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Studio: international art — 11.1897

Seite: 156
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Industrial Arts of America

Segantini's creed is contained in these words p » \\\\^ INDUSTRIAL ARTS OF
from one of his letters on art: AMERICA; THE TIFFANY

" The suggestiveness of a work of art is in propor- GLASS AND DECOR ATI Y E

tion to the intensity of its conception, and this is in CECILIA WAERN

proportion to the delicacy, subtility, and purity of

the artist's senses..... And why not say the Arts and Crafts? Well ....

"To preserve his ideal during the execution of there are certainly arts in America and crafts too,
his work in its initial intensity, the artist must call growing up quietly in unexpected places, full of
upon all his forces .... keeping up continual vibra- promise and worthy of study. But more immediate
tion of nerve to feed the fire, continual evocation, interest attaches to the arts that one would rather
that the idea disperse not before it take on body and call industrial. To neglect them would not only
life upon his canvas in a work spiritually personal, be to leave aside a characteristic and therefore
materially true. Not with that outer superficial interesting product of American civilisation and a
truth, the stamp of vulgar art, but that truth which, good opportunity for study, under novel aspects, of
going beyond correct design and harmony of some of the workings of " industrialism "—it would

colour, gives life to the form, light to colour..... also be to leave out of the reckoning entirely some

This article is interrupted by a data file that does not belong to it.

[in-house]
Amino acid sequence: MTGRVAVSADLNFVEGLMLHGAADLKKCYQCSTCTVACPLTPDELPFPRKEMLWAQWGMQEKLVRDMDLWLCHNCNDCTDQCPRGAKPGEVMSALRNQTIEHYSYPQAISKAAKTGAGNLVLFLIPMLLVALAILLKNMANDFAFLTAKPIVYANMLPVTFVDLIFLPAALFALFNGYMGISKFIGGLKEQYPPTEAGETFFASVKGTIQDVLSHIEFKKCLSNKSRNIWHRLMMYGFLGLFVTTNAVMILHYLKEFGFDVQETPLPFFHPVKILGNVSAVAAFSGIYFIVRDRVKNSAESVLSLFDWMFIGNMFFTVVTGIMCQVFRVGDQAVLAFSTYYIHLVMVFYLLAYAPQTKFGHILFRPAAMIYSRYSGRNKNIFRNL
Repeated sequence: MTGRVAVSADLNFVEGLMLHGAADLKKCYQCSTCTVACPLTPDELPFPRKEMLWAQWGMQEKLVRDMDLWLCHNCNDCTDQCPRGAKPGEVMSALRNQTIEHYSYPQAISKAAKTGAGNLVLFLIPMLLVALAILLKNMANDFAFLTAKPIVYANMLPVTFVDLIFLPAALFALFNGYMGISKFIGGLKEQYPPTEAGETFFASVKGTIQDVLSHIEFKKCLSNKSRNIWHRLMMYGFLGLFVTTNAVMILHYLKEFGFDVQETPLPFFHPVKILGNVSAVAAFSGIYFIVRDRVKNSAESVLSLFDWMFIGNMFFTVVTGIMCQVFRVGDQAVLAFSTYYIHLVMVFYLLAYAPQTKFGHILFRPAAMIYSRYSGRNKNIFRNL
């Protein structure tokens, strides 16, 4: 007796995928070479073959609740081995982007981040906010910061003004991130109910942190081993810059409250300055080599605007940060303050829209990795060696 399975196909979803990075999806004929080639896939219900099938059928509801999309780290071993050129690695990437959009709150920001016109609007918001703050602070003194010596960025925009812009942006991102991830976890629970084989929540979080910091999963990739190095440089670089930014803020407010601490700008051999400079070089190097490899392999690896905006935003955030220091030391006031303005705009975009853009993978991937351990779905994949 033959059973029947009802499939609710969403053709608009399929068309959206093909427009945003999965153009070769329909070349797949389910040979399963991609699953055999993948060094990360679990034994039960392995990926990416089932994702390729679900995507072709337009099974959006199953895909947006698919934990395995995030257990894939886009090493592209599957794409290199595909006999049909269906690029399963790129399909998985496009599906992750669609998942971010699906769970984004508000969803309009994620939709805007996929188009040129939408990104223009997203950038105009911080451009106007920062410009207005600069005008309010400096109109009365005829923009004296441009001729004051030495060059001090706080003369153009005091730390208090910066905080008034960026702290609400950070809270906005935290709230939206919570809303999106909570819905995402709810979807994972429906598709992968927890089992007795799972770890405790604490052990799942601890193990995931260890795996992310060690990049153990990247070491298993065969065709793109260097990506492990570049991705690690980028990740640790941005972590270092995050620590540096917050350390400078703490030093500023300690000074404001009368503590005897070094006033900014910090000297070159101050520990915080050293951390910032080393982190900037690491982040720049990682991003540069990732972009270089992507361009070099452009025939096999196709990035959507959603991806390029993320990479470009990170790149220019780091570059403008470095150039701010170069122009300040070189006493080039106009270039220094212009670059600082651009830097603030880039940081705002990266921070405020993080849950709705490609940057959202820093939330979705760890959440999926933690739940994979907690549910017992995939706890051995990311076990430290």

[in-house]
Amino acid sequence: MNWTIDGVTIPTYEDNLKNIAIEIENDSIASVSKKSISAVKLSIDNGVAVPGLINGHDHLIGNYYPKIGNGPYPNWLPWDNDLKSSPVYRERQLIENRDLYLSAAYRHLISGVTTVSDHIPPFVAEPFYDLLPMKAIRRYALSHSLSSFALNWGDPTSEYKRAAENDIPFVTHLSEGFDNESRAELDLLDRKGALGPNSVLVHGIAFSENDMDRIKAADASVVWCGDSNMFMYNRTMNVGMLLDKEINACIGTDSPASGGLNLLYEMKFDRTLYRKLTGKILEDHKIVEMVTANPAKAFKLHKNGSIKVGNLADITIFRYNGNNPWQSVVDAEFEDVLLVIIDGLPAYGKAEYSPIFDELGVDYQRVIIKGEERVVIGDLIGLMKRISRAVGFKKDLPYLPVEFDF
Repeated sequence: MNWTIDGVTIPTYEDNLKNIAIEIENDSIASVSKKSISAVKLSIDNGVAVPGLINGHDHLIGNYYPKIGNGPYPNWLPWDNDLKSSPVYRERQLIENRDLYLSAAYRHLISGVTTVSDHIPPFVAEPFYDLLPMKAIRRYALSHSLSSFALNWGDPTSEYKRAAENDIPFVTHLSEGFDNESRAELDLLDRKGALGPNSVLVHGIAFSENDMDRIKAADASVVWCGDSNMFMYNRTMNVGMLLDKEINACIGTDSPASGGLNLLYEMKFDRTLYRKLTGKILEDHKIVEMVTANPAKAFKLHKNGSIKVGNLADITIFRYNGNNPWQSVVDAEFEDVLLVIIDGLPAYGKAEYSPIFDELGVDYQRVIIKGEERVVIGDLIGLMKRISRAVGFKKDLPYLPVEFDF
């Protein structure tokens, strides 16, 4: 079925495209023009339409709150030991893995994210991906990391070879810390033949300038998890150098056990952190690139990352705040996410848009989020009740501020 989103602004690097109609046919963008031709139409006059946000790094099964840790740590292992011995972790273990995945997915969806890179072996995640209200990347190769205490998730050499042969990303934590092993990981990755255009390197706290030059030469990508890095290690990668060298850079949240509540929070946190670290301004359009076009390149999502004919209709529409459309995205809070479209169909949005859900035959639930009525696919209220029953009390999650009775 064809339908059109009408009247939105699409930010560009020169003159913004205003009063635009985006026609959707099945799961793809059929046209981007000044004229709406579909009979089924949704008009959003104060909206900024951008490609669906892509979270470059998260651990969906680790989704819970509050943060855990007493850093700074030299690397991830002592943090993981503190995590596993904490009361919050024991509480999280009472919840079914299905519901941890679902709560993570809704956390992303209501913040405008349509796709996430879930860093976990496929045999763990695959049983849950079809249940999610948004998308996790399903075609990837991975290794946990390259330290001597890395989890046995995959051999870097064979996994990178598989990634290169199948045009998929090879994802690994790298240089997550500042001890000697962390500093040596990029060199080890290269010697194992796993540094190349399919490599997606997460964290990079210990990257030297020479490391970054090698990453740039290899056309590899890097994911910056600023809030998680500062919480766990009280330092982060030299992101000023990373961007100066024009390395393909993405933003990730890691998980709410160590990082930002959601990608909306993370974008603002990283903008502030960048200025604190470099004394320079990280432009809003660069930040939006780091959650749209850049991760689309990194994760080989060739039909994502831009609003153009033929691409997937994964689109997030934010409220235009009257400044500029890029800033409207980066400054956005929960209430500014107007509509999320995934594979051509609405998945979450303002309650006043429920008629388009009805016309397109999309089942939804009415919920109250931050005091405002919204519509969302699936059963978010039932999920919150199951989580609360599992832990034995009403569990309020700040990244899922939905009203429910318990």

The brush hurries over the canvas, obeying while it of the results that count most, artistically,
shows the tremour of the fingers into which all the As for the social gospel that lies at the heart of
nervous vibrations are gathered. the English movement, the noble desire for the

" Objects, animals, persons are born, the smallest regeneration of society on widespread and practical
details take on form, life, light. The fire of art lines, it is obviously out of the question here, at
burns in the painter. In the tension of the least for many a long year to come—though
emotion he is transferring to his work the fatigue there is no knowing what may be brewing in the
of mechanical labour is lost. The work of art huge cauldron of strange elements and potent
appears—whole—of one piece. It lives. It is factors. For the present, however, it would be
incarnation of soul in material. It is crea- almost absurd to expect a serious " return to sim-
tion." plicity" in the land of mushroom fortunes, "social

stragglers," stimulating sun
and air, enervating steam
. . heat, and many other fac-

^|jpyip ; tors that cannot be dwelt

* '"^mK^' 011 here, but all making for

^j»[ut complication and what

iPHj jBj^jji Mrs. Meynell calls insim-

iBfcJBP flMP^yflMP plicity. The highest types

escape it, and only seem
'^Tfz'^mEt E* the simpler and grander in

iwv^lfp^p^^^^ the reaction against it.

But the art outcome of a
country and a period does
not, unfortunately, con-
form to the taste of the
highest type, but to the
demand of the general
public and this public is
more powerful here thaiij
elsewhere. So until the
art education that is
agitating the length and
the breadth of the land
M ^Hife has tultilled some of its

^tB ^,,,1^;- mi,,; lavish promises and

" ^ ^^m^^^^^^^^^^m leavened America through-


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